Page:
Project

PhD, English, Saint Louis University

Program

ACLS Emerging Voices Fellowships

Department

College of Liberal Arts

Work Affiliation

University of Illinois at Urbana-Champaign

PhD Granting Institution

Saint Louis University

Position Description

Dissertation: "Wounded Brown Masculinities in Recent Novels by Percival "Everett, Colson Whitehead, Michael Thomas, and John Edgar Everett, Colson Whitehead, Michael Thomas, and John Edgar
Wideman"

The advent of the Black Arts Movement of the 1960s-1970s followed the passage of Brown v. Board of Education (1954). While of great value as concerns African American social, political, cultural, and literary history, the Black Arts Movement also exposed a great rift within African American literary communities as regards gender roles, patriarchy, and the American Dream: critically speaking, some black men and black women separated into competing camps, exposing a great intellectual divide within the production of African American literature and literary criticism. Sherley Anne Williams refers to such a situation as “the separatist tendency” in African American literature. In the attempt to find resolution to the separatist tendency, Williams addresses the importance of examining African American male protagonists and the worlds that they inhabit. In today’s world, she writes, “What is needed is a thoroughgoing examination of male images in the works of black male writers” (qtd. in Napier 222). In responding to the call of Williams, Wounded Brown Masculinities examines male images in some recent, twenty-first century novels by African American male novelists produced between 2001 and 2008 with the explicit purpose of adding to conversations centered on alleviating the negative effects of the separatist tendency. Wounded Brown Masculinities combines critical feminist (and men’s studies) perspectives with analyses of: Percival Everett’s erasure and Colson Whitehead’s John Henry Days, both published in 2001; Michael Thomas’s Man Gone Down, published in 2007; and, John Edgar Wideman’s Fanon, published in 2008. The literary generative uses of the wounded black male body as presented in these novels function as social criticism as regards the influences of Brown. Furthermore, the novels selected for Wounded Brown Masculinities have been chosen specifically because they feature African American male protagonists whose experiences as damaged individuals are uniquely connected to consequences associated with Brown. As writers, I examine how the characters are portrayed as they give voices to their respective experiences. The characters’ present and future abilities to heal and to overcome instances of traumatic wounding are increasingly in conflict with their respective understandings of past histories. Also, the characters endure oppression that is exacerbated and furthered according to the dictates of an economic determinism that understands human beings as commodified objects. The African American protagonists at the center of Wounded Brown Masculinities struggle as regards masculinist performances and the commodification of their subjectivities.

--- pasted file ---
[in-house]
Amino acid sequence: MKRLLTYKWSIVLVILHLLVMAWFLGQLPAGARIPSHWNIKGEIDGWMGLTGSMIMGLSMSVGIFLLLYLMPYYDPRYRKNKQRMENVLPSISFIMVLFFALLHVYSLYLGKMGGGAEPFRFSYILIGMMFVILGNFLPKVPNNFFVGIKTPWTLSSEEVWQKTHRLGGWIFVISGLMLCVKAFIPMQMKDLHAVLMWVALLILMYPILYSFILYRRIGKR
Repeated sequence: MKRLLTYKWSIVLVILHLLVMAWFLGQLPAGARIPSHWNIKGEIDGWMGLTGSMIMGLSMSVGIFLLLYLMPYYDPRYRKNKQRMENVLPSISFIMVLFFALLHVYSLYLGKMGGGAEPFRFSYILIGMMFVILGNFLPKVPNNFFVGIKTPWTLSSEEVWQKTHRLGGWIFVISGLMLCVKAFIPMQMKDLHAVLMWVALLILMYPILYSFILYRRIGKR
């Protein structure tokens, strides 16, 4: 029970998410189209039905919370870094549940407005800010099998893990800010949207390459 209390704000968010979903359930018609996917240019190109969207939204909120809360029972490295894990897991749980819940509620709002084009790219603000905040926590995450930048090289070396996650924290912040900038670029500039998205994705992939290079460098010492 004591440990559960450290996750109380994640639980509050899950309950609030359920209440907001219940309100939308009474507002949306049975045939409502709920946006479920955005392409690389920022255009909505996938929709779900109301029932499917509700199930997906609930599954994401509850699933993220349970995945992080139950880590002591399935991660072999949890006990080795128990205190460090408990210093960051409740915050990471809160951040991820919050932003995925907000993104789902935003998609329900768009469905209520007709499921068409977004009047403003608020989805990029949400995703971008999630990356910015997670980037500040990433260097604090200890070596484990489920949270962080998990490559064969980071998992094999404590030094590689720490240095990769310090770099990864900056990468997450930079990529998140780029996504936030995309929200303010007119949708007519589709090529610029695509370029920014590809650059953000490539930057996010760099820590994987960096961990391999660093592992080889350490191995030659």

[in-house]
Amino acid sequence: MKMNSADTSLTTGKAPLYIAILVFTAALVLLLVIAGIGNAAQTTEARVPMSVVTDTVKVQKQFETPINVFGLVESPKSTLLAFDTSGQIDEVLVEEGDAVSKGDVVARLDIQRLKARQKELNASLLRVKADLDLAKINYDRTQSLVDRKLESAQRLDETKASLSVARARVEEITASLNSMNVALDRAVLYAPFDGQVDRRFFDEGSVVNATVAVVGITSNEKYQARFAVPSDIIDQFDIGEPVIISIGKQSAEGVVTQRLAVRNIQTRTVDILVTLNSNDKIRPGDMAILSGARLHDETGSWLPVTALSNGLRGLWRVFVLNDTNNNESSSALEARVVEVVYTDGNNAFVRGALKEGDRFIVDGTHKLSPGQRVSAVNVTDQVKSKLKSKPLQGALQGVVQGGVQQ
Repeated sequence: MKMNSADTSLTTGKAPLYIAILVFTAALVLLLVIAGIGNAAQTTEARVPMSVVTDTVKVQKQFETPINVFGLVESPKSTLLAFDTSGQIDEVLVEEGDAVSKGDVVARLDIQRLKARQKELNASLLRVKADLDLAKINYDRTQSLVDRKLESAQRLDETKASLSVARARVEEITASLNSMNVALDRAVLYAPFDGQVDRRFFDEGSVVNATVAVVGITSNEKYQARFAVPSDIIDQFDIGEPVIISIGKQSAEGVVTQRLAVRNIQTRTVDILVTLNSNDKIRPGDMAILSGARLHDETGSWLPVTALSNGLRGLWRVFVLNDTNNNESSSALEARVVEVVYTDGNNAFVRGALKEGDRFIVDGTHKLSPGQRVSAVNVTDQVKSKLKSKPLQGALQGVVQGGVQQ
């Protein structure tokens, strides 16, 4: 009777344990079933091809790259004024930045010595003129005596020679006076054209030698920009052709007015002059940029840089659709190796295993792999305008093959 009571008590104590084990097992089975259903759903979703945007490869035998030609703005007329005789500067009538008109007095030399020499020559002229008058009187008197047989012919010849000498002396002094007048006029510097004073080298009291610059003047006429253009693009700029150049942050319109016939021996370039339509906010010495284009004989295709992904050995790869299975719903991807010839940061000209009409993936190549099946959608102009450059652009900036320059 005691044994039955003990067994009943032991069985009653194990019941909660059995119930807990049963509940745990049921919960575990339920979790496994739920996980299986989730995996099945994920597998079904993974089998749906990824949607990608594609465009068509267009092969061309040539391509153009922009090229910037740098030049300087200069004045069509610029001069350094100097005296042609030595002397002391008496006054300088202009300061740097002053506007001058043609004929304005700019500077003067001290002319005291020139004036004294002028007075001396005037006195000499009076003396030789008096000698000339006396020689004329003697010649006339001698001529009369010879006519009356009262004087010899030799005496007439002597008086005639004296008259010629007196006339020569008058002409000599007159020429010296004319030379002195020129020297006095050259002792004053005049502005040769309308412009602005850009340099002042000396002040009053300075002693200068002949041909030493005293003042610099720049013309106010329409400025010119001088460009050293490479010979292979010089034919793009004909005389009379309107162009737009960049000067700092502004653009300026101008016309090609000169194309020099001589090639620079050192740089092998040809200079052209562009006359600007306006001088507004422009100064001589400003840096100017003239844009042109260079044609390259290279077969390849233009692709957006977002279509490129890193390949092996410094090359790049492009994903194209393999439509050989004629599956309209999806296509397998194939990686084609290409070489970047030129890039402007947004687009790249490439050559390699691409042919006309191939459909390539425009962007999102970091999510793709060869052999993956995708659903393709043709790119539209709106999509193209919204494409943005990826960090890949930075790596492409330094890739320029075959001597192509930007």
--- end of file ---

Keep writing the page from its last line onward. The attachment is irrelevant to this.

Projected Benefits
Wounded Brown Masculinities adds to conversations centered on “rebel[lion] against the established practice of pigeonholing the black experience” (Everett qtd. in Weixlmann xv). In our contemporary moment, it is ever critical that we recognize the diverse experiences and perspectives of our fellow American citizens. Wounded Brown Masculinities is a siren call for those of the post-Brown generations. Wounded Brown Masculinities will be of great use to students and scholars of Literature, Black Study, African American Studies, Diaspora Studies, Critical Theory, and History.